THE Reverend John Woods, who has died at the age of 89, had a distinguished military career in the RAF during the Second World War before he went into the Church of England where he had a long ministry, nearly all of it in Yorkshire.
He volunteered for the RAF Reserve in 1940 when he was 18, but could not go into active service until two years later when he passed tests to become an air crew member.
Mr Woods, who lived in Norton, then become a commissioned pilot officer with Coastal Command and saw service in the United States where he was assessed and became a bomber command pilot on Liberator aircraft.
He took part in a number of operational trips, said Cyril Shreeve, President and Chairman of the Ryedale branch of the RAFA of which Mr Woods was to become a leading member.
By D-Day he was working at RAF bases in Cornwall, patrolling off the southern coast to prevent German U-boats attacking allied shipping, he added.
Mr Shreeve recalled how Mr Woods had been in a team of four Liberators involved in a sortie, two of which were shot down by a German flagship: “He quipped that he must learn to swim in case his aircraft was shot down over the sea.”
He ended his military career with the rank of Squadron Leader. After the war, he flew passenger aircraft for BOAC between Britain and Australia.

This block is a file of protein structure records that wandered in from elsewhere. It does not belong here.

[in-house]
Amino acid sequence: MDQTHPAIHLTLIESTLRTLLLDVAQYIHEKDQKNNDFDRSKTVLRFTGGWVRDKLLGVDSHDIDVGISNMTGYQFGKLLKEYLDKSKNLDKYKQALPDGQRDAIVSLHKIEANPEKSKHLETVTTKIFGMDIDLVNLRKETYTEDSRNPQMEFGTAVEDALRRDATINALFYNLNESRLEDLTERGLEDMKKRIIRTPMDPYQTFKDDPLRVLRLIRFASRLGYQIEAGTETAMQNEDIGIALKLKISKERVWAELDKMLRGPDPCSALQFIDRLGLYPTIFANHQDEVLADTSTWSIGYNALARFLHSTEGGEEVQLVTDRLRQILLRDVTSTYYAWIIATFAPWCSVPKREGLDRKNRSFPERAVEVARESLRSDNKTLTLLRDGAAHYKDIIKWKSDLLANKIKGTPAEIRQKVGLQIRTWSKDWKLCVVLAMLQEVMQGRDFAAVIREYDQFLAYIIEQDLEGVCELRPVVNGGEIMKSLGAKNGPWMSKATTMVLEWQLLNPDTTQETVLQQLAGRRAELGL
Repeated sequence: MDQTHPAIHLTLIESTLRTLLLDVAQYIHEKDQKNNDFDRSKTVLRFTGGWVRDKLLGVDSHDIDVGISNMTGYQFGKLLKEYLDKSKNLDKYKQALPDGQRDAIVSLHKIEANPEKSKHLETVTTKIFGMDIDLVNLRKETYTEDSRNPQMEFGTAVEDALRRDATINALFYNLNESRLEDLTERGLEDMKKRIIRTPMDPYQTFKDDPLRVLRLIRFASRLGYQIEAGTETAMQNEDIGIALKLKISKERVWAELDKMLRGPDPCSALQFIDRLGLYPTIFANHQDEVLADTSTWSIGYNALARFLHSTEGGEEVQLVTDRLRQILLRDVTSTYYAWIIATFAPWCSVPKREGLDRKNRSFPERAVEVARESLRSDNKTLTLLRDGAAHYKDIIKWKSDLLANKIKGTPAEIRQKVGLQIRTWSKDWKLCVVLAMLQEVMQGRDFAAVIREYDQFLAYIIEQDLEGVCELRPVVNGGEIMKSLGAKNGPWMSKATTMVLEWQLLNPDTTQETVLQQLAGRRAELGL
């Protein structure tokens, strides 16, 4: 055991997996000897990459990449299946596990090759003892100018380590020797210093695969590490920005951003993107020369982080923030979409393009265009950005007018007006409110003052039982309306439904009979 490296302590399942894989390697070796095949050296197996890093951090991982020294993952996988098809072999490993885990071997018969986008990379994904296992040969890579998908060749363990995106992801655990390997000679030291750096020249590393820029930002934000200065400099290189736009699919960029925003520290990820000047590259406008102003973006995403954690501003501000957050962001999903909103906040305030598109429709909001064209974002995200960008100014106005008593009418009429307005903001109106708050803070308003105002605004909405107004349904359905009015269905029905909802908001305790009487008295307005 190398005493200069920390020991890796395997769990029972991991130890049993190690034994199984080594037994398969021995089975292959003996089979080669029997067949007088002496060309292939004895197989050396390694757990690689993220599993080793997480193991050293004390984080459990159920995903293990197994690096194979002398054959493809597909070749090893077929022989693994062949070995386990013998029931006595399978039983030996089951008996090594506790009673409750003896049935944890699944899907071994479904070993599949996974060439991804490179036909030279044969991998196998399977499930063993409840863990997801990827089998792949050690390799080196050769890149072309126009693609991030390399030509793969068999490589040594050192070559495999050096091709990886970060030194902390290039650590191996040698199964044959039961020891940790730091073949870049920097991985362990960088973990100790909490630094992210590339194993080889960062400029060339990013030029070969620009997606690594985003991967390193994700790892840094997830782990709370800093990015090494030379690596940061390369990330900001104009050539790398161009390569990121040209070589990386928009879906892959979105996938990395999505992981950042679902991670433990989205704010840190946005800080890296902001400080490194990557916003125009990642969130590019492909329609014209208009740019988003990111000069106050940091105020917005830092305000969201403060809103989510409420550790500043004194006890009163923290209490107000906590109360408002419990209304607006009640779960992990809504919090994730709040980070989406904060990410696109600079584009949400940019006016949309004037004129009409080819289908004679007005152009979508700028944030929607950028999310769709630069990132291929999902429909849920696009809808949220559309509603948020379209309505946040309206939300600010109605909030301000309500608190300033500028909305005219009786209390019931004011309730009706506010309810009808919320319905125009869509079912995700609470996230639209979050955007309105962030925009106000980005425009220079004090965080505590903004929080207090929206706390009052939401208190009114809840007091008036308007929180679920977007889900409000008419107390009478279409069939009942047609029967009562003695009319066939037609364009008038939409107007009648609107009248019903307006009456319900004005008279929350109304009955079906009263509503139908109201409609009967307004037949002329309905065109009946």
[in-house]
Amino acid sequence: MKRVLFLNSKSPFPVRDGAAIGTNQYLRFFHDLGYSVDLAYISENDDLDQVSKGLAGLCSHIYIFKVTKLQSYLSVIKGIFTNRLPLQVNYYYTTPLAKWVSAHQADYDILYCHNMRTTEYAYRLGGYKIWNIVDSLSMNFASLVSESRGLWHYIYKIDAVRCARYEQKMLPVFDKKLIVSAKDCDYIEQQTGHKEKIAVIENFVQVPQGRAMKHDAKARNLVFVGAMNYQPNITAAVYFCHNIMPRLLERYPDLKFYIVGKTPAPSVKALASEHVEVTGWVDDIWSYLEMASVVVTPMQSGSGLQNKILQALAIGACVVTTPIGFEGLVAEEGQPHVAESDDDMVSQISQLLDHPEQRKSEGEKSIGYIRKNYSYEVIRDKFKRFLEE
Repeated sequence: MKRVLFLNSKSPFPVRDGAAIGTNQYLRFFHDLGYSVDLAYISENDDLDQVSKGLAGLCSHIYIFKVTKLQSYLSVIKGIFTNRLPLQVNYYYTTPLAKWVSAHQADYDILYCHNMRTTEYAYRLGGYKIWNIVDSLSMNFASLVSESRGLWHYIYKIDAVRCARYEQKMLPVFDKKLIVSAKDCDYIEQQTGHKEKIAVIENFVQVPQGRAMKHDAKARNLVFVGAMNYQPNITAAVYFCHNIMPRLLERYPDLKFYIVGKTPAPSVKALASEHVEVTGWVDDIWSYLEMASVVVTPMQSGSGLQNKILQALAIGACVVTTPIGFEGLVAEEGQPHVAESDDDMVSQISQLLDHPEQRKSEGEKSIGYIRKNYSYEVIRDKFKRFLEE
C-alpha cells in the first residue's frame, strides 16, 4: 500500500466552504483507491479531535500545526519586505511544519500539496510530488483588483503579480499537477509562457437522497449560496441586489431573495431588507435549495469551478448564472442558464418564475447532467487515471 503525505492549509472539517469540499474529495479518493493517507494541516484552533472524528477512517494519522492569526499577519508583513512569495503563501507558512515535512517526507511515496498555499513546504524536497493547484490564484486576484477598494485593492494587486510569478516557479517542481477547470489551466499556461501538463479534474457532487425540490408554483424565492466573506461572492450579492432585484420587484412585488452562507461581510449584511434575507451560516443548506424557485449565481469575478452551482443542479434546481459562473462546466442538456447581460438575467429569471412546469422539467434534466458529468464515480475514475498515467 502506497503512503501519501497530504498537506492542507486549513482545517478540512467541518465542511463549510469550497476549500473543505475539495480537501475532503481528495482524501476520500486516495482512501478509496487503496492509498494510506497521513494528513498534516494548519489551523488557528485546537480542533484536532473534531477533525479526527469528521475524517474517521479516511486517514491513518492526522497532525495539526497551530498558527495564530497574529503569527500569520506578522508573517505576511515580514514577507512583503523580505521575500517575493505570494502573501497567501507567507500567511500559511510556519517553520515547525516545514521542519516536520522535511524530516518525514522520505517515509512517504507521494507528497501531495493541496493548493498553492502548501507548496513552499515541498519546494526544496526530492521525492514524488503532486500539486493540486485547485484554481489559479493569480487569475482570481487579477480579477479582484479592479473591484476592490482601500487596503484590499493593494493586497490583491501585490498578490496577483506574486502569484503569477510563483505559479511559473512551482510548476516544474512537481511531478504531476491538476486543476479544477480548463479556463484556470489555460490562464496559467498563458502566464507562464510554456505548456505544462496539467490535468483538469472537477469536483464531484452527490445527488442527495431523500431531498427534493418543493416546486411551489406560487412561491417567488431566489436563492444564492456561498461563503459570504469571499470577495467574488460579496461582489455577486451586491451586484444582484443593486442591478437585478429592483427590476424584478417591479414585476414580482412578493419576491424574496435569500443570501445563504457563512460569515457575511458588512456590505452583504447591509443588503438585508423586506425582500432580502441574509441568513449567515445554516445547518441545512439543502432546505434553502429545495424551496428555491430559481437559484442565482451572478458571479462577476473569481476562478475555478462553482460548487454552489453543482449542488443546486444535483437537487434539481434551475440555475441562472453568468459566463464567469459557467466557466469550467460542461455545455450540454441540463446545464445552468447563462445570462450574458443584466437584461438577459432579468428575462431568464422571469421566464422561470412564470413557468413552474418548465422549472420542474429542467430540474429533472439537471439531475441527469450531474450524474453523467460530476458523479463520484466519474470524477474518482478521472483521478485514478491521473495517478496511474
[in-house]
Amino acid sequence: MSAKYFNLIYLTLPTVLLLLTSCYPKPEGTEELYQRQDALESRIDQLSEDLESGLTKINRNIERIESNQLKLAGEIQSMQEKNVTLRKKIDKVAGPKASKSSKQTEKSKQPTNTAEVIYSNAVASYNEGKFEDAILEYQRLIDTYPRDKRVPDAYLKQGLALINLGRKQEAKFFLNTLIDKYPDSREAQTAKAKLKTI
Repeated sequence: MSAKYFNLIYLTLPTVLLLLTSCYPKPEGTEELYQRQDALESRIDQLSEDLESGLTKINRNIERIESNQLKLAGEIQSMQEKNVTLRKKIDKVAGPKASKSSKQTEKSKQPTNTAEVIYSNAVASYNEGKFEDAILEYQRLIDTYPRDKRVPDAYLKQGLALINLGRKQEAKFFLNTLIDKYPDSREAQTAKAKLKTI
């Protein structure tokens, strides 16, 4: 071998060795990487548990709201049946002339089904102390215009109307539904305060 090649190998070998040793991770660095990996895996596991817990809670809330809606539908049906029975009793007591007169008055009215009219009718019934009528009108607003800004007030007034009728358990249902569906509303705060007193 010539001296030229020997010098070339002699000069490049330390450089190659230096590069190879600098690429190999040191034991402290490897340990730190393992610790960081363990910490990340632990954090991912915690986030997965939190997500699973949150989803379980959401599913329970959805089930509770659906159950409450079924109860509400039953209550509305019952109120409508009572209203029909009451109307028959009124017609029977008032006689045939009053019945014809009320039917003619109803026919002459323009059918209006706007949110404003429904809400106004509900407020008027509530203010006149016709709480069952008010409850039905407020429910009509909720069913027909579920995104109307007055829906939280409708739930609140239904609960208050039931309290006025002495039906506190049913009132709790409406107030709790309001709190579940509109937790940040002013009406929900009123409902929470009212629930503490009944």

Mr Woods became a founder member of the local RAFA branch and eventually took on the role of chaplain and welfare officer as well as organising social programmes for the RAF veterans. “He gave wonderful service to the RAF and in later years, the RAFA,” said Mr Shreeve.
Meanwhile his life took on a new dimension when after receiving a BSc degree at the University of Reading, he became assistant manager of an 8,000-acre farm in Lincoln but then with his wife Sheila, decided to go to Kenya after seeing an advertisement which offered a bright future to aspiring farmers.
He went on to run an agricultural college before going into the ministry, initially as a curate at Kitze in Zambia.
When the couple returned to England, Mr Woods became a curate in Goole, then priest in charge at Firbeck, Letwell and Woodsetts in South Yorkshire, and became the Bishop of Sheffield’s rural adviser.
Ten years as Rector of Barnburgh with Melton on the Hill included six years as Rural Dean of Watch from where he retired in 1992.
But a year later his ministry was to take another turn when he became a non-stipendary minister at Birdsall with Langton, and later priest-in charge at Settrington, North Grimston, as well as Birdsall and Langton, near Malton, serving the village parishes until he finally stepped down in 1998.
As well as his wife, Mr Woods leaves three daughters, Christine, Barbara and Alison, and a son, William, as well as six grandchildren and one great grandchild.
Mr Woods’s funeral was held at St Peter’s Church, Norton with standard bearers of the Royal British Legion lining the pathway.